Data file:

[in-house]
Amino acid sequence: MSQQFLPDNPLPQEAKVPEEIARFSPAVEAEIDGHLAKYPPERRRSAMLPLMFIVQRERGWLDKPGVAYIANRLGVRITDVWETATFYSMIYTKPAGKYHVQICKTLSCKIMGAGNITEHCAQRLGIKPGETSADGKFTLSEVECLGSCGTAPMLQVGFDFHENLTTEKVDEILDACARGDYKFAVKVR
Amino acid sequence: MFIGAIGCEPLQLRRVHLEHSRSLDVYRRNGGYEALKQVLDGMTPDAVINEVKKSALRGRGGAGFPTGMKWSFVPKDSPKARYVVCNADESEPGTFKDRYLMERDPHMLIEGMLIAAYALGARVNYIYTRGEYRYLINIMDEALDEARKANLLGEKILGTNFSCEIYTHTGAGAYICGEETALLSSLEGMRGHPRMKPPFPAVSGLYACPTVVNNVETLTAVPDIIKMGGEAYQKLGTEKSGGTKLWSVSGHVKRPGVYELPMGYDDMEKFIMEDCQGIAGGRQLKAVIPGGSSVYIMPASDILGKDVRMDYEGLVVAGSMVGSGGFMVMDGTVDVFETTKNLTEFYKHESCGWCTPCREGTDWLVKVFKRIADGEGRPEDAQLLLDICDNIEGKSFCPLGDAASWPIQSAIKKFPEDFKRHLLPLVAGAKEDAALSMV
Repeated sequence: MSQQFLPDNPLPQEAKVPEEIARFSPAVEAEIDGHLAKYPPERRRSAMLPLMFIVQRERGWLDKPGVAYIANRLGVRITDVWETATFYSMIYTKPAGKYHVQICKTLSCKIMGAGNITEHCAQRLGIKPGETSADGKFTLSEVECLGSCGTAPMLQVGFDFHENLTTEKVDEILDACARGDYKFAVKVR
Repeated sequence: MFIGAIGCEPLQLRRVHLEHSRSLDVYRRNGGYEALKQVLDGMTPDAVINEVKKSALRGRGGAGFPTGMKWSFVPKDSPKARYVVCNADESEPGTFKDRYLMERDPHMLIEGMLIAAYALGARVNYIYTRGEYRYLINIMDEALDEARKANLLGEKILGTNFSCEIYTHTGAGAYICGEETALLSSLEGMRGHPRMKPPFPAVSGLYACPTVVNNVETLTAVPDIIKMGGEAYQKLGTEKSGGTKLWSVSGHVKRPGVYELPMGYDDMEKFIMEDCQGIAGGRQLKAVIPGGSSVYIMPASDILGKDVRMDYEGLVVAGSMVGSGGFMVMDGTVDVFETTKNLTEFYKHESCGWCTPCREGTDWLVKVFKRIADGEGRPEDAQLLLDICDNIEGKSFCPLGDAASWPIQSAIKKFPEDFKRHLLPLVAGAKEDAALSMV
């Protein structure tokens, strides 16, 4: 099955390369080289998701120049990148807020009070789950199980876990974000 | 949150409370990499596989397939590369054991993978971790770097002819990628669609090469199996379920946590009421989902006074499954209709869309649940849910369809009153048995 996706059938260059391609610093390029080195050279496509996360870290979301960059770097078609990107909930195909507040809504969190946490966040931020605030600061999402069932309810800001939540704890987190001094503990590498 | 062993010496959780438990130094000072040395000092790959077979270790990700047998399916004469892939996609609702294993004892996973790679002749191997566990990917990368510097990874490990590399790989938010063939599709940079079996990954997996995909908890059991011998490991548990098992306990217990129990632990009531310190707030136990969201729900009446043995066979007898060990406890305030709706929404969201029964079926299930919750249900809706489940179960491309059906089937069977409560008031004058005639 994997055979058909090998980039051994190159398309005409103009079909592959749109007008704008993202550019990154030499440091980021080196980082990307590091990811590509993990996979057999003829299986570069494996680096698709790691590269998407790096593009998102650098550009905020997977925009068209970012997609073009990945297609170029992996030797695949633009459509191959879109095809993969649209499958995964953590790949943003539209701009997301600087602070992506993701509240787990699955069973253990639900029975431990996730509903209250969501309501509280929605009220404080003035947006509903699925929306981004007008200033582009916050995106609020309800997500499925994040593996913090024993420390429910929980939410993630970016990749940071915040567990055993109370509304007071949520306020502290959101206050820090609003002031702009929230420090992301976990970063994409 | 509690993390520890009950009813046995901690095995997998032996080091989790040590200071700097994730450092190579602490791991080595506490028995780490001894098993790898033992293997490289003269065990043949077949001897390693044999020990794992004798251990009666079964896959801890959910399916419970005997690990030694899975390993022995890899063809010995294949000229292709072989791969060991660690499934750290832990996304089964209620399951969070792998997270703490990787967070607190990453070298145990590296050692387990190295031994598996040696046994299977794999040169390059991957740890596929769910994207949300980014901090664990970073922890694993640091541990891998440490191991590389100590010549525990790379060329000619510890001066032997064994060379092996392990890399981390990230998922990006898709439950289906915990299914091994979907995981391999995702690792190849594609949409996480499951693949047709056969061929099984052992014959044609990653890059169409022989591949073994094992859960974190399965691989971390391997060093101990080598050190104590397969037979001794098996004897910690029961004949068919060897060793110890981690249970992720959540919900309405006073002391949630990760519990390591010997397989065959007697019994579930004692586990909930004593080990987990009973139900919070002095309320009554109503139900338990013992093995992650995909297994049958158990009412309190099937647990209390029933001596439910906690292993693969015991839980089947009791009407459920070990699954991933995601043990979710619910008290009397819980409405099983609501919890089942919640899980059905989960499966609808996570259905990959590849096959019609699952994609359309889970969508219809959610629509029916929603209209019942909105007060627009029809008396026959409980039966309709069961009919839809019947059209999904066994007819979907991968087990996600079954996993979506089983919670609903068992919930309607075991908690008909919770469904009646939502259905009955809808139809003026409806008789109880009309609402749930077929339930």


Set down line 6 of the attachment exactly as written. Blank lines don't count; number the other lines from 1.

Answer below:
């Protein structure tokens, strides 16, 4: 099955390369080289998701120049990148807020009070789950199980876990974000 | 949150409370990499596989397939590369054991993978971790770097002819990628669609090469199996379920946590009421989902006074499954209709869309649940849910369809009153048995 996706059938260059391609610093390029080195050279496509996360870290979301960059770097078609990107909930195909507040809504969190946490966040931020605030600061999402069932309810800001939540704890987190001094503990590498 | 062993010496959780438990130094000072040395000092790959077979270790990700047998399916004469892939996609609702294993004892996973790679002749191997566990990917990368510097990874490990590399790989938010063939599709940079079996990954997996995909908890059991011998490991548990098992306990217990129990632990009531310190707030136990969201729900009446043995066979007898060990406890305030709706929404969201029964079926299930919750249900809706489940179960491309059906089937069977409560008031004058005639 994997055979058909090998980039051994190159398309005409103009079909592959749109007008704008993202550019990154030499440091980021080196980082990307590091990811590509993990996979057999003829299986570069494996680096698709790691590269998407790096593009998102650098550009905020997977925009068209970012997609073009990945297609170029992996030797695949633009459509191959879109095809993969649209499958995964953590790949943003539209701009997301600087602070992506993701509240787990699955069973253990639900029975431990996730509903209250969501309501509280929605009220404080003035947006509903699925929306981004007008200033582009916050995106609020309800997500499925994040593996913090024993420390429910929980939410993630970016990749940071915040567990055993109370509304007071949520306020502290959101206050820090609003002031702009929230420090992301976990970063994409 | 509690993390520890009950009813046995901690095995997998032996080091989790040590200071700097994730450092190579602490791991080595506490028995780490001894098993790898033992293997490289003269065990043949077949001897390693044999020990794992004798251990009666079964896959801890959910399916419970005997690990030694899975390993022995890899063809010995294949000229292709072989791969060991660690499934750290832990996304089964209620399951969070792998997270703490990787967070607190990453070298145990590296050692387990190295031994598996040696046994299977794999040169390059991957740890596929769910994207949300980014901090664990970073922890694993640091541990891998440490191991590389100590010549525990790379060329000619510890001066032997064994060379092996392990890399981390990230998922990006898709439950289906915990299914091994979907995981391999995702690792190849594609949409996480499951693949047709056969061929099984052992014959044609990653890059169409022989591949073994094992859960974190399965691989971390391997060093101990080598050190104590397969037979001794098996004897910690029961004949068919060897060793110890981690249970992720959540919900309405006073002391949630990760519990390591010997397989065959007697019994579930004692586990909930004593080990987990009973139900919070002095309320009554109503139900338990013992093995992650995909297994049958158990009412309190099937647990209390029933001596439910906690292993693969015991839980089947009791009407459920070990699954991933995601043990979710619910008290009397819980409405099983609501919890089942919640899980059905989960499966609808996570259905990959590849096959019609699952994609359309889970969508219809959610629509029916929603209209019942909105007060627009029809008396026959409980039966309709069961009919839809019947059209999904066994007819979907991968087990996600079954996993979506089983919670609903068992919930309607075991908690008909919770469904009646939502259905009955809808139809003026409806008789109880009309609402749930077929339930």